Lighting is a key driver to the success and enjoyment of this fantastic visitor experience about the world’s most accomplished filmmakers.

The project reclaims an historic department store of the Streamline Moderne style. The additional structure is a form that seems to lift off the ground into the perpetual, imaginary voyage through space and time that is moviegoing.

The complete gutting of the interior allowed for a clean slate. An all-new lighting track system spaced at a high density provides the flexibility required for frequent evolution of exhibits, keeping the content fresh, and the museum relevant.

The ceiling, lighting track, utility grid, and fixtures are all painted custom light grey matching the original concrete colour of the exposed structure. This creates a harmonious framework for the emotional and dramatically varied content while distinguishing the space from the typical black box style of many museums–an airy, uplifting environment is created.

2500+ fixtures (of which 95% are limited to two fixture types) illuminate a wide variety of environments that were created to tell the story of filmmaking. Many layers of light are applied allowing beautiful compositions while creating a visual hierarchy that helps visitors understand, enjoy, and circulate the space. Inspired by Film Noir, and to further magnify contrast of lit surfaces, equal attention is given to crafting the shadows.

To reflect the high level of artistic achievement, the artefacts were presented in a more “traditional” approach, using desaturated colour, and low light levels. However, due to the entertainment nature of filmmaking, some areas shifted to a more colourful and dramatic realm, allowing for a more emotional expression. These special conditions present artefacts and environments as they may be remembered from the film, rather than as a stand-alone museum objects detached from their original purpose.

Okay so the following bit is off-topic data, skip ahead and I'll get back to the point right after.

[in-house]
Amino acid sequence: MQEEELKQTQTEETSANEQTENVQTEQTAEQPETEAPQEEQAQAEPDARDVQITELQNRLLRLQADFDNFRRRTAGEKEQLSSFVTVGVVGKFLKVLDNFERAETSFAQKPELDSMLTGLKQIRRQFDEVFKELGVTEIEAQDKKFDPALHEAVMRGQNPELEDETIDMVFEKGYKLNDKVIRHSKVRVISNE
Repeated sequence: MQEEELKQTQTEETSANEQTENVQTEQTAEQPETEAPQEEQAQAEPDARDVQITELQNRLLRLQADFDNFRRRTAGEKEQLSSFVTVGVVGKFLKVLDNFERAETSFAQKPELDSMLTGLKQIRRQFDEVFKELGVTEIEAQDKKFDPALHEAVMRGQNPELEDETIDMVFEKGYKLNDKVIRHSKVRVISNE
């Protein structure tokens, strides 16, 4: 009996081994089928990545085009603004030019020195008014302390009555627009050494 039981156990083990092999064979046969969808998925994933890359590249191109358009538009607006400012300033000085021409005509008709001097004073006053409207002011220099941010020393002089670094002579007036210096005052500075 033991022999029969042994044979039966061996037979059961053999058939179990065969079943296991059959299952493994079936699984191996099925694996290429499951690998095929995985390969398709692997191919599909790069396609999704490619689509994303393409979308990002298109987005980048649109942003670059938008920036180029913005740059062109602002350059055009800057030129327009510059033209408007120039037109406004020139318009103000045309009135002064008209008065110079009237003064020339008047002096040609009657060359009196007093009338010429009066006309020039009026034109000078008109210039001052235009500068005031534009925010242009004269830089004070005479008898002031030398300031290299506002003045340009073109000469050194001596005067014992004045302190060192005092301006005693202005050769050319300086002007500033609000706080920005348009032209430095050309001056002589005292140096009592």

All track fixtures utilize on-board dimming for precise level setting to create balanced compositions and protect priceless light-sensitive artefacts. A museum-wide 10-universe network-based DMX system accommodates both current and future changing exhibit needs. The lighting control system is linked to the Exhibit AV show control system allowing synchronized presentations and centralized control of all DMX fixtures. Exhibit and architectural lighting systems are also linked for a system that is both powerful and easy to operate by the owner. Electrical loads are very low, well exceeding Title 24 requirements. Strict budget financial goals were achieved.

As filmmaking is based on light, many environments feature an interplay of light and projection, immersing visitors in a medium they not only perceive but experience. This creates a strong emotional response with longer lasting impact.

At over 63,000 sq. ft., on 4+ floors of exhibits, the museum honours the past, while exploring new critical perspectives on cinema’s present and future.

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